I think a great deal about Google’s technology, which I think is world class. I don’t think much about its sales and marketing because I think it is subjective and Google is not too good at “other directedness”. I think that’s the phrase I heard a touchy-feely type say at one of the sales meetings I attended when I worked at Ziff almost two decades ago. Lou Cabron’s “The Great Google Rebellion” reflects the thinking of a person who does care about sales, marketing, and how other people perceive math and computer science wizards. You must take a moment and read his article at 10ZenMonkeys.com here. He quotes one use of Google’s new iGoogle or “ig” for individualized Google home page who uses spicy language. For me, that language is too much like a Sichuan pepper, but you may find it just right. The point of Mr. Cabron’s post is that Google made a unilateral change. Howls from surprised users have been, if the article is accurate, ignored as of October 21, 2008, at 9am.
I wrote about “ig” in Google Version 2.0 here, and I have included the container technology in my in depth, for fee technology briefings about Google for about 18 months. The “ig” service presents the user with an interface that a user can customize. Although powerful, the “ig” interface does not flower until you run it under Chrome, Google’s industrial strength connector to the Google infrastructure complete with diamond-sheathed tracking and parsing functions. Think programmable search engine, usage tracking, and dataspaces.
Math club antics are sometimes amusing. Sometimes not too amusing. Source: http://344design.typepad.com/photos/uncategorized/2007/10/31/monster_mask.jpg
What I thought when I read Mr. Cabron’s article was that most people don’t have a good vantage point from which to observe Google. For example, in the last week as I shivered in a cheap hotel in London’s grimiest district I learned about:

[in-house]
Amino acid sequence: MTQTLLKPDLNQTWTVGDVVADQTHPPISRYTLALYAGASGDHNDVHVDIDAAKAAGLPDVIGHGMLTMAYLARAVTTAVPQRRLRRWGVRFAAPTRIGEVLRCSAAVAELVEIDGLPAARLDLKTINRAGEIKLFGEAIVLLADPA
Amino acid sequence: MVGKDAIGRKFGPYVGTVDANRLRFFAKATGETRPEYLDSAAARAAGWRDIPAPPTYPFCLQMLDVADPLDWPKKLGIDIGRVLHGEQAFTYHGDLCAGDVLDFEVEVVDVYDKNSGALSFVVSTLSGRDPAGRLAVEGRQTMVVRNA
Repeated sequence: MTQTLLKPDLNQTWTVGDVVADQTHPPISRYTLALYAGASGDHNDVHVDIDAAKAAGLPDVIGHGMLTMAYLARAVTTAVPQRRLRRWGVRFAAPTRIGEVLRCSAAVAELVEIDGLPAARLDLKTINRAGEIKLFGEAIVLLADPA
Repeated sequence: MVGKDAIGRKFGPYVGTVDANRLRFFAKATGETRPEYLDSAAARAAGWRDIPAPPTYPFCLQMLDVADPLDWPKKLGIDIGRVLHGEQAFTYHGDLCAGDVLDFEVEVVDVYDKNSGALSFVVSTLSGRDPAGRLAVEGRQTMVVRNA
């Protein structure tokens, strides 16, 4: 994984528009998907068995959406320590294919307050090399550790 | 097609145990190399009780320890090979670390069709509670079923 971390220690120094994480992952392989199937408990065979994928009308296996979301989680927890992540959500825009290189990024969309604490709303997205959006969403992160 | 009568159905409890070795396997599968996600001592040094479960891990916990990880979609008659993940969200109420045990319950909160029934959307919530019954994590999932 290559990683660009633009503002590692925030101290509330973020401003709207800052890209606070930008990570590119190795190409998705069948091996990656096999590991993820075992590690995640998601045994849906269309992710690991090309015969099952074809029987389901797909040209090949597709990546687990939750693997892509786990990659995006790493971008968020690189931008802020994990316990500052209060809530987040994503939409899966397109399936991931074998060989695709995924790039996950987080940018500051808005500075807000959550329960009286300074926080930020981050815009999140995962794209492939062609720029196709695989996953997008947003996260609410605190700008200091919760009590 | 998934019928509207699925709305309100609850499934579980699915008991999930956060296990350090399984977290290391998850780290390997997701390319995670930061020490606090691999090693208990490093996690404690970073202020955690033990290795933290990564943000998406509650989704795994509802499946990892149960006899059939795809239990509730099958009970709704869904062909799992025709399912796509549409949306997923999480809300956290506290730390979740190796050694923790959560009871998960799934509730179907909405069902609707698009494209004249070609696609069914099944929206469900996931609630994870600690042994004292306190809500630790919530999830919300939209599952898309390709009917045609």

In my addled goose brain, several thoughts flitted through my mind as I listened to the soft sounds of rats moving between the exterior of the hotel and my room’s walls.
Economical London hotel with room for four or more instant friends.
First, Google is operating like a nation state. I advanced this argument in mid 2007 and few noticed. I don’t think awareness is spreading quickly, but I think Mr. Cabron may be getting near my hillock from which I observe the GOOG.
Second, as a commercial nation state, Google may be tough to regulate. The Dutch are trying to get some email information from Google. From what I have read, the Dutch are making progress, just slowly. Countries have a difficult time getting Google to return phone calls and answer email, so it’s no surprise to me that a few “ig” users are twisting in the wind. The US agencies are struggling with the Google-Yahoo tie up in the midst of a financial meltdown with a president nearing the end of his term.
Third, Google is pragmatic. If you are uncertain about what this means, you may want to refresh your memory by reading William James’s brilliant explanation of what pragmatism is, how it approaches reality, and what results a pragmatist can achieve. Click here for a refresher. Click here to buy the book.
As I reflected about Google’s 10-year trajectory, I concluded that my argument in The Google Legacy was 100% accurate. Microsoft has become the “new” IBM. Google has become the “new” Microsoft. The company’s actions are no longer the amusing antics of the math club kids who march to their own drummer. Google is the 21st-century version of Microsoft. It’s not surprising to me that some of Google’s mimic Microsoft’s youthful behavior in the mid 1980s.
Agree? Disagree? Bring facts and help me learn.
Stephen Arnold, October 21, 2008